Toronto, July 21, 2015 – As the Co-chair of the Canadian Coalition on Climate Change & Development (C4D) with CARE Canada, Canadian Feed The Children (CFTC) led the Climate Smart Agriculture Learning Conference on July 21st in Ottawa with the support of fellow C4D members.
C4D is a coalition of international development and environmental organizations working together to share knowledge and take concerted action to address climate change. As the lead on C4D’s knowledge management, capacity development and policy discussions, CFTC designed the conference to help create a space for shared learning on climate-smart agriculture (CSA) and its impact on food security.
“CFTC is proud to be part of this growing wave of organizations now practicing CSA in their food security programs,” Debra Kerby, President & CEO of CFTC emphasized. “Climate change is causing serious threats to food security and environmental sustainability globally. CSA is seen as one of the key global initiatives to support smallholder farmers to address climate related challenges in their daily farming.”
Forty-five participants from C4D member agencies, government departments, academic institutions and the Assembly of First Nations attended the learning conference at CARE Canada’s office. Representatives from the Department of Foreign Affairs, Trade and Development (DFATD), Government of Canada, the International Development Research Centre (IDRC), the Canadian Federation of Agriculture (CFA), academic institutions, and key NGO partners helped to facilitate the panels and discussions.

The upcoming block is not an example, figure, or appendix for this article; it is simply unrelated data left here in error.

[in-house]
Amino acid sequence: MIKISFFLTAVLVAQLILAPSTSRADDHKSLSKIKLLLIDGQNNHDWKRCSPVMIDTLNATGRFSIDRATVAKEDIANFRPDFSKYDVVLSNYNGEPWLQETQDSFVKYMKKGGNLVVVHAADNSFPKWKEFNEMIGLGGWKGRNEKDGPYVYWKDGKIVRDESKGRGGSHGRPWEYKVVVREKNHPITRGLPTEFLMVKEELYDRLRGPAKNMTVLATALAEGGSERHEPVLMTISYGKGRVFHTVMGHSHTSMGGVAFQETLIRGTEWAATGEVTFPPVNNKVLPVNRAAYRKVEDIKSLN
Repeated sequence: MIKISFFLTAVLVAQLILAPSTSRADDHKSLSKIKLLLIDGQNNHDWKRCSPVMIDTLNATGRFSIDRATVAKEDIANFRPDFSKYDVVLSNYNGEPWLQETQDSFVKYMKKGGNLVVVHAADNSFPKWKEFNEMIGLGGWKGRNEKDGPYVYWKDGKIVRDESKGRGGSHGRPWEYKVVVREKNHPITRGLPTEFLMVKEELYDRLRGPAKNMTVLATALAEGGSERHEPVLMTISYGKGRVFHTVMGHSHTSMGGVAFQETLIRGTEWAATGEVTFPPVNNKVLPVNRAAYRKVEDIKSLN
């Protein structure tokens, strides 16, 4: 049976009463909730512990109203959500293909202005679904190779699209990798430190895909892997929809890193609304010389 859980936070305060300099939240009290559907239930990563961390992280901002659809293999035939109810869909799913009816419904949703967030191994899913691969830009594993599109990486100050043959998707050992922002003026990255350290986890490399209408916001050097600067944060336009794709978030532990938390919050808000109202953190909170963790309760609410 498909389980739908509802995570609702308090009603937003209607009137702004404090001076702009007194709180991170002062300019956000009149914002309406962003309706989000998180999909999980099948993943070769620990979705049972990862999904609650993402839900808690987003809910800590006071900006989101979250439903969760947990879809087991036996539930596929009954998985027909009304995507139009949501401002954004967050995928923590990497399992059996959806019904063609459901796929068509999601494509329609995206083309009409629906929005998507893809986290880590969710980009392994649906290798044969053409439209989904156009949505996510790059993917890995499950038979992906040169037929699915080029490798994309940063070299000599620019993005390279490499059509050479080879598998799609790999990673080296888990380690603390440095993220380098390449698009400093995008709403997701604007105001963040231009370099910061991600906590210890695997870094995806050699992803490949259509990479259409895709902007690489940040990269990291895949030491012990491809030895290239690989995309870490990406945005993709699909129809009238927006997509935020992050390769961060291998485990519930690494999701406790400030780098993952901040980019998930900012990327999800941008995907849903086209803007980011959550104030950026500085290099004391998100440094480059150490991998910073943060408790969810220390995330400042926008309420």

Dr. Nalan Yuksel, Deputy Director, DFATD, spoke of the department’s ongoing role in supporting CSA projects as part of an afternoon panel discussion alongside Dr. Barry Smit, University of Guelph and Dr. Marco Rondon, Senior Program Specialist, Climate Change and Water, IDRC. The panelists looked to CSA as an important opportunity for dialogue between parties who might not traditionally work together.
A key message that became evident throughout discussions was the critical nature of NGO, public and private sector partnerships for effective integration of CSA in food security programming. Members highlighted the importance of collaboration between NGOs, government, academic institutions, and the private sector by recognizing the important contributions each makes to CSA.
Discussions also focused on the continuum between CSA and agroecology, which considers interactions of biophysical, technical and socioeconomic components of farming systems. Other key topics included the importance of prioritizing farmer knowledge through consultation, and creating space for farmer-to-farmer knowledge exchange.
“CFTC’s role in this national event demonstrates our ongoing commitment to staying on the forefront of innovation and development,” explained Jean Lowry, Vice President, Programs at CFTC. “By engaging with experts in the field of climate change, and in leading dialogue around CSA, CFTC ensures our programming continues to be reflective of the best emerging practices.”
By focusing on climate change, CSA encourages those working on improving agricultural systems to plan for future changes and build resiliency in the communities who depend upon it. CFTC looks forward to continuing to support C4D and its members in its critical work of helping vulnerable people emerge from poverty through climate change adaption.